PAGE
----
Called Alongside

My wife has become an ultra-runner. If you’re not familiar with the term, it signifies those running races beyond the marathon (which is, itself, 26.2 miles or 42.195 kilometers). She runs so much these days, that I rarely even concern myself with supporting/crewing her when she does a marathon because I know she can do [...]

My wife has become an ultra-runner. If you’re not familiar with the term, it signifies those running races beyond the marathon (which is, itself, 26.2 miles or 42.195 kilometers). She runs so much these days, that I rarely even concern myself with supporting/crewing her when she does a marathon because I know she can do a marathon in her sleep. When people talk about running a marathon, I almost have a response like, “isn’t that precious (that you think that’s long).” (It’s not quite that bad since I have run two marathons myself and know the pain of doing so.) However, that’s what my wife’s very long distances (50k, 100k, 100-milers, and 126 mile staged races in the Rockies) have done to my mentality.

When I tell people about my wife’s running I’m commonly asked several questions (particularly about running 100 miles):

· Does she stop to sleep when she does a hundred miler? Answer: No. It’s straight through the day and night stopping for restroom and food breaks.
· Does she run the whole thing? Answer: It’s a combination of running and walking.
· How long does it take her: Answer: Depending on the terrain, 24 – 30 hours.· Is your wife crazy or does she have some mental issues? Answer: Yes. She runs to get rid of the crazy. 😊

In order to be successful, my wife does several things. The first is she prepares well. She trains, eats well, gets sleep, has appropriate gear, learns what she can about the course she’s running, has a plan of attack for the course for both how she will run it and what she will eat during the race, etc. A second thing that she does is develop relationships with other runners. In a long race, having a friend to run with and pull you along is very helpful. Many 100-mile races do not allow you to have a pacer for the first 50 miles. So, having a friend that is running the race for the first 50 is very helpful.

Another thing that my wife does, when she can, is to engage pacers. A pacer is someone NOT running the whole race that can come alongside her and run with her, encourage her, stretch her by running at a speed that fresher legs can accomplish (and that her brain is telling her she can’t).

Today, my wife is running the Prairie Spirit 100-mile Trail Run. She started at 6 am this morning and hopes to finish it around 24 hours. As I write this, I’m sitting in the “crew” (those who support runners while they are running at various locations throughout the race) vehicle with all of her supplies, waiting for her to reach the aid station where I will trade out shoes for her, give her nutrition, take any coats that she wants to shed (or give her dry clothing), and send her on her way in as short of an amount of time as I can. I will do this all day today. This evening when she reaches the 50-mile mark, I will be her first pacer and run 10 miles with her before passing her off to another pacer who will run a stretch and pass off to another pacer. This will continue throughout the night until completion.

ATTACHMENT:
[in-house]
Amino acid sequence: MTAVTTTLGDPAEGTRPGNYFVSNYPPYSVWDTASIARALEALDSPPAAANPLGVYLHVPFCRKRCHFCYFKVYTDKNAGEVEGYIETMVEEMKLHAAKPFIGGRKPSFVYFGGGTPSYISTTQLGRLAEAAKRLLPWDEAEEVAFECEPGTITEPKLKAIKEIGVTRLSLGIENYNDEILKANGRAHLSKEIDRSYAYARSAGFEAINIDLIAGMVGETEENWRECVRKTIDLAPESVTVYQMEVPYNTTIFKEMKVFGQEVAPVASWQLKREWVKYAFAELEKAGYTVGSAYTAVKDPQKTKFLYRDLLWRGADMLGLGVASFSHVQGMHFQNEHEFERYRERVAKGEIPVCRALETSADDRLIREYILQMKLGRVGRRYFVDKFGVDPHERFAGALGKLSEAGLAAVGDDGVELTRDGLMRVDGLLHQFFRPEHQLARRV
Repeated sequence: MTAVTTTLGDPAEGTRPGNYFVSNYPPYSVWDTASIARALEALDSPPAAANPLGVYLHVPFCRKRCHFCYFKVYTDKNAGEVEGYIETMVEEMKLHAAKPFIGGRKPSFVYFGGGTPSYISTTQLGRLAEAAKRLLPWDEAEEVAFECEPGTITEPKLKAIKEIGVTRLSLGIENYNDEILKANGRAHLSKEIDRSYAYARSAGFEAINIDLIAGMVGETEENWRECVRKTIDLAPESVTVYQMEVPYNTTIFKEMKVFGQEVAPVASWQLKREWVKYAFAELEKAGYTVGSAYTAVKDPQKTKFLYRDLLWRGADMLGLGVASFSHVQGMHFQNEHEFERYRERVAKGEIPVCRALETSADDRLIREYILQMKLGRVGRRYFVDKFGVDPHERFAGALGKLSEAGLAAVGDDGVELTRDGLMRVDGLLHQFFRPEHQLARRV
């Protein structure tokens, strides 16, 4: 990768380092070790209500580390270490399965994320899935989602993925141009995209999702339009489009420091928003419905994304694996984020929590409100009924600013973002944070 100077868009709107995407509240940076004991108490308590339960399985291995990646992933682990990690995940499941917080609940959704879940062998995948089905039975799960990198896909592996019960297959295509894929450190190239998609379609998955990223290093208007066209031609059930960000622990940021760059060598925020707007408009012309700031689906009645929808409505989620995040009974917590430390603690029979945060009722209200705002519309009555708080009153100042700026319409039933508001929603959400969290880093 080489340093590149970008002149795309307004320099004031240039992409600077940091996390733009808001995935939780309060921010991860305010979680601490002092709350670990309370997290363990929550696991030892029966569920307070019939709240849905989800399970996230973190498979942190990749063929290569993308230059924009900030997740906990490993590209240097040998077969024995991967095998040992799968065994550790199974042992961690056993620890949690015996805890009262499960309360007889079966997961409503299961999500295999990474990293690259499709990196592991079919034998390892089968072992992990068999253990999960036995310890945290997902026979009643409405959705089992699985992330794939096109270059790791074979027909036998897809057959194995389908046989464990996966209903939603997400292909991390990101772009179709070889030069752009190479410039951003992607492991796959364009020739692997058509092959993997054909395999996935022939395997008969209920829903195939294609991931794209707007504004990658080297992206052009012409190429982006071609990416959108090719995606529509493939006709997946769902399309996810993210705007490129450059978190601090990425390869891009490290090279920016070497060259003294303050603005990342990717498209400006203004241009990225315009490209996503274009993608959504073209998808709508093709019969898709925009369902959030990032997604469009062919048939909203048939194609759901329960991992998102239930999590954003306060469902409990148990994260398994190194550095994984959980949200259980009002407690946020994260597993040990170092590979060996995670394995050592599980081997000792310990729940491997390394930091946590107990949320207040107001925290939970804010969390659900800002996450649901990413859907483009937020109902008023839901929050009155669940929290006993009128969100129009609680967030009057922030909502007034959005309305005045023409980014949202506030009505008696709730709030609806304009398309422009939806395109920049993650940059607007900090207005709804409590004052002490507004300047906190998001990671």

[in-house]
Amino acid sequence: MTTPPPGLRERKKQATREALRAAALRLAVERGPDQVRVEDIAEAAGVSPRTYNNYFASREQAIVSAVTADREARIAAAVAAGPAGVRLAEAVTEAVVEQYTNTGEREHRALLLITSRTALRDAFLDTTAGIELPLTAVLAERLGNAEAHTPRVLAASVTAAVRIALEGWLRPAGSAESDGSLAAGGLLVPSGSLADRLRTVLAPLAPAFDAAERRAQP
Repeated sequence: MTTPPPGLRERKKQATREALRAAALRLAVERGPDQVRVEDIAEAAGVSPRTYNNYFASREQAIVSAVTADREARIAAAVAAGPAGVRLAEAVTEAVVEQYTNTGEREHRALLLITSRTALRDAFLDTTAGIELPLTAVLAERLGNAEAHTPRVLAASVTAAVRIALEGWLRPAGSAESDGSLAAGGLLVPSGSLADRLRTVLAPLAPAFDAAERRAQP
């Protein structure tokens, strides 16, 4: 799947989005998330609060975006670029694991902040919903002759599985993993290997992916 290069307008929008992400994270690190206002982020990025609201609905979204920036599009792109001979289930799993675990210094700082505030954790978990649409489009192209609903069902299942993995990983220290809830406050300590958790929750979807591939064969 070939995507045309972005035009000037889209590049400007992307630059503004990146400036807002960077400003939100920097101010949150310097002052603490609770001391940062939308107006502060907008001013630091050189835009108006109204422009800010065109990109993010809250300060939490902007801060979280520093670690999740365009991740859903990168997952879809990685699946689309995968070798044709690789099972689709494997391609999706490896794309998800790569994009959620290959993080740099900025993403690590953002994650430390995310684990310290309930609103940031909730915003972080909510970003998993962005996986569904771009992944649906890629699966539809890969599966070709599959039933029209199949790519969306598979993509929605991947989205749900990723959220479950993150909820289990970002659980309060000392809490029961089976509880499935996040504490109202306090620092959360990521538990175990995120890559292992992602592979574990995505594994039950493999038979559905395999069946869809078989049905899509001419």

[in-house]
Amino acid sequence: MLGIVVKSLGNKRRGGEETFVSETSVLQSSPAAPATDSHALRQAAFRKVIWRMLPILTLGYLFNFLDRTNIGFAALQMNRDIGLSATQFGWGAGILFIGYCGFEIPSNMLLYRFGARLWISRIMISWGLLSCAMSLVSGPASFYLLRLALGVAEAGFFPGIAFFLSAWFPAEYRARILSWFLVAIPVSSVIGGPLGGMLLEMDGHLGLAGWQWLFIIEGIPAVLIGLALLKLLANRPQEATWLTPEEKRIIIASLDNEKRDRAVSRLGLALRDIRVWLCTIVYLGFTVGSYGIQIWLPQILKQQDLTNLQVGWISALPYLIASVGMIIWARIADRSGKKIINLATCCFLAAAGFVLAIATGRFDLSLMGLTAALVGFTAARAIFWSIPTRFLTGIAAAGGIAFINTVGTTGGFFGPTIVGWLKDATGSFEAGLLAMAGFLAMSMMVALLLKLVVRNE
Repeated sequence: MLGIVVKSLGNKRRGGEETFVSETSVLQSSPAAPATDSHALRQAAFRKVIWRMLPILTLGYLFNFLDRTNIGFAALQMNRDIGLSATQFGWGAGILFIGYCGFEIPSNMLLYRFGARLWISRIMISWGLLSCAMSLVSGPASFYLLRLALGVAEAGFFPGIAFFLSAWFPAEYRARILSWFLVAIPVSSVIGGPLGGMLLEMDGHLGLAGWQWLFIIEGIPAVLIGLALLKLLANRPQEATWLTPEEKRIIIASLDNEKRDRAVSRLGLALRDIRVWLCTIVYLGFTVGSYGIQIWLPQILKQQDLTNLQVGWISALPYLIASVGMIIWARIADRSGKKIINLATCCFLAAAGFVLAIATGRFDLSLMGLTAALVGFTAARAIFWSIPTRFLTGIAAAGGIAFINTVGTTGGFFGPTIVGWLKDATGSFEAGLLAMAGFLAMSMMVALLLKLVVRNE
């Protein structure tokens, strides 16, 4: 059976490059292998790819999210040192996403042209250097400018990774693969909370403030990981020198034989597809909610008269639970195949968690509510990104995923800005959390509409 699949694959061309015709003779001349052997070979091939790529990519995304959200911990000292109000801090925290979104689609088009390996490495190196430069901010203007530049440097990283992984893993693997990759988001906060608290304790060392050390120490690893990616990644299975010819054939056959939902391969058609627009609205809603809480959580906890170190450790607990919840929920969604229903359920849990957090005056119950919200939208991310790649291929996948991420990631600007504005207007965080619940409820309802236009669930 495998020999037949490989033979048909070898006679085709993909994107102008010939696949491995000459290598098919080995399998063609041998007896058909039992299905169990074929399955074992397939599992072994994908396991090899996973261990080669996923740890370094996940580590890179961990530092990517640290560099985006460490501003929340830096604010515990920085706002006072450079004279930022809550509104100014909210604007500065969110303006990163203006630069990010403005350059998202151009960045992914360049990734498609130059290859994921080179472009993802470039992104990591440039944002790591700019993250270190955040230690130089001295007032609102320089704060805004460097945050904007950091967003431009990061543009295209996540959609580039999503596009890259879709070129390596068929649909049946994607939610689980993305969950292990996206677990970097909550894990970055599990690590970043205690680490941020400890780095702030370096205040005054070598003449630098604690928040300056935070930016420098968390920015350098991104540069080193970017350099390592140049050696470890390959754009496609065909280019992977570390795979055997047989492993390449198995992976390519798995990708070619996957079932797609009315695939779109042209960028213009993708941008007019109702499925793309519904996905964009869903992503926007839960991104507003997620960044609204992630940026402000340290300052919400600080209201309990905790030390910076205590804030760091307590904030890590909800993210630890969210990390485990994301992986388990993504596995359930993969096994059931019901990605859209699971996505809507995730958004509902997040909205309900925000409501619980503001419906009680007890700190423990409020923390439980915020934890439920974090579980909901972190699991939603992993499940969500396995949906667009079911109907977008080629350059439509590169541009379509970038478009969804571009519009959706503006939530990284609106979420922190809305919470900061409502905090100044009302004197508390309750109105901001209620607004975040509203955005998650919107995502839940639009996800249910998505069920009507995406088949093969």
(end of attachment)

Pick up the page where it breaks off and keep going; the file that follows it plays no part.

The term paraclete [παράκλητος (paráklētos)], often referring to the Holy Spirit in the New Testament, is the role I’m playing when my wife is running. Paraclete, in the original language, refers to a legal advocate or assistant. In the same way in my wife’s running, I’m “coming alongside,” being her “advocate,” and “comforting” her as she runs (definitions of parclete in the Greek).

Like “crewing” and “pacing” in the ultra run, we at InterLearn recognize several things about our work.

· You need a plan to accomplish what’s set before you. InterLearn has a knowledge base and years of experience in the field to help you develop the plan.
· We are not the ones running the “race.” That is, we know we are not operating the college or university. We know, however, that we have some skills and strong experience in the field that allow us to come alongside the institution to help them accomplish what God has called it to do.
· Like the pacer and crew, our efforts don’t mean much if you don’t accomplish what you’re called to do. You and your institution’s calling are our reason for being. Helping the institution accomplish their goal best is what our goal is.
· While we can want it a lot because we see how important your mission and vision are, we can’t do it for you. We can only be there to support you, encourage, help you with techniques that work, help keep you accountable to the plan.

In terms of our business practice, @InterLearnEd (InterLearn, LLC) serves as a paraclete as well. We come alongside colleges and universities to help them accomplish the goals that they have. Often, we are working with higher education institutions and leaders by:

· Developing new online programming and curriculum
· Helping them consider their structure
· Updating their recruiting efforts
· Helping them with their financial aid practices
· Helping them find experienced practitioners to add to their team through executive searches
· Advising them on best practices in the field that are time- and field-tested.

We do all these services to help the institution see growth and health. Let InterLearn come alongside your team to help it accomplish its calling.

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